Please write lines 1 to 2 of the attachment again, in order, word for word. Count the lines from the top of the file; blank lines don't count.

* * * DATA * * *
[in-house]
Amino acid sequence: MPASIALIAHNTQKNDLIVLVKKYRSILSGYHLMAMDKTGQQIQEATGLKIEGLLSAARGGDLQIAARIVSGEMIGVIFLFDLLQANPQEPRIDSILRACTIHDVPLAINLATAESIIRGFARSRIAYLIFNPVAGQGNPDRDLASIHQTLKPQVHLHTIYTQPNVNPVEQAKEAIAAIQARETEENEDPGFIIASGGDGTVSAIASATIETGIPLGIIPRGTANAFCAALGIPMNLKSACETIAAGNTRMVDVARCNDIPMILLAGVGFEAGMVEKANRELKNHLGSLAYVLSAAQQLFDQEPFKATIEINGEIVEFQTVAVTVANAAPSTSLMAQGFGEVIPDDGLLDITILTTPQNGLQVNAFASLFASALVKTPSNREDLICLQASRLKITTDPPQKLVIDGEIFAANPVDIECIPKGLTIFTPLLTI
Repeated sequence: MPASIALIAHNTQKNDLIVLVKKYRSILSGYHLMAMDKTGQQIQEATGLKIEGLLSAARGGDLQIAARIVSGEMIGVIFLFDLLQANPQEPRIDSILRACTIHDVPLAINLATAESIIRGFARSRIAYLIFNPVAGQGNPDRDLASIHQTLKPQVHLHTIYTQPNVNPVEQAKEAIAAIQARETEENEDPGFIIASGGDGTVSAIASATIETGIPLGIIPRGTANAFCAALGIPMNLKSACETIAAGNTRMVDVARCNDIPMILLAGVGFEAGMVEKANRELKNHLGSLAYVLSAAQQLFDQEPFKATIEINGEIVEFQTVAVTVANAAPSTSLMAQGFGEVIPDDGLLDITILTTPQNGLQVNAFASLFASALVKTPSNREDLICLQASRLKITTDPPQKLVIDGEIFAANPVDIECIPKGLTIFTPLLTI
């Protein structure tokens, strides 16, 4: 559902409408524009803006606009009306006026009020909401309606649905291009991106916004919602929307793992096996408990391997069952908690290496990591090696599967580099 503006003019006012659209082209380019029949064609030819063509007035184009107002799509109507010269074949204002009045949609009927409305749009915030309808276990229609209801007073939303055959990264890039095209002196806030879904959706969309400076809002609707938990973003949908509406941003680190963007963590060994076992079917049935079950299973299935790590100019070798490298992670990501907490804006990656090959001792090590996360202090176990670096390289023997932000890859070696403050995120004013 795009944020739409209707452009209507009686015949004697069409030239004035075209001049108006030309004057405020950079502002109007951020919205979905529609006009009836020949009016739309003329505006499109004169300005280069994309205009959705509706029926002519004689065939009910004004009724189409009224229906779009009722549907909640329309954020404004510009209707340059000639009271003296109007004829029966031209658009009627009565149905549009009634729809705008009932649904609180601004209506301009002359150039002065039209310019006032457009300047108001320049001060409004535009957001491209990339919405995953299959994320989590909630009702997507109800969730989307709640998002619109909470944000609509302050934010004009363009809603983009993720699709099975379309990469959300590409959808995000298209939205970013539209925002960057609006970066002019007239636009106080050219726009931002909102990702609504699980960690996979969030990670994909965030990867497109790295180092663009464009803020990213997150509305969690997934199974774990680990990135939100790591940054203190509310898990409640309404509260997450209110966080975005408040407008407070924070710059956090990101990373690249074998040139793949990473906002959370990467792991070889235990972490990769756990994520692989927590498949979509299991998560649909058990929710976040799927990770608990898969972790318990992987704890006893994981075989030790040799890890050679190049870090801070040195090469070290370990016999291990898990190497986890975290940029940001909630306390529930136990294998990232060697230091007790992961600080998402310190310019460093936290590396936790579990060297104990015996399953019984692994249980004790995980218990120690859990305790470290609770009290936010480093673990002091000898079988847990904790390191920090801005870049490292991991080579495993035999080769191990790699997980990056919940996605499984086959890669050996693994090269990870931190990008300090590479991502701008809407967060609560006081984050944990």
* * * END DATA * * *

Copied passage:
[in-house]
Amino acid sequence: MPASIALIAHNTQKNDLIVLVKKYRSILSGYHLMAMDKTGQQIQEATGLKIEGLLSAARGGDLQIAARIVSGEMIGVIFLFDLLQANPQEPRIDSILRACTIHDVPLAINLATAESIIRGFARSRIAYLIFNPVAGQGNPDRDLASIHQTLKPQVHLHTIYTQPNVNPVEQAKEAIAAIQARETEENEDPGFIIASGGDGTVSAIASATIETGIPLGIIPRGTANAFCAALGIPMNLKSACETIAAGNTRMVDVARCNDIPMILLAGVGFEAGMVEKANRELKNHLGSLAYVLSAAQQLFDQEPFKATIEINGEIVEFQTVAVTVANAAPSTSLMAQGFGEVIPDDGLLDITILTTPQNGLQVNAFASLFASALVKTPSNREDLICLQASRLKITTDPPQKLVIDGEIFAANPVDIECIPKGLTIFTPLLTI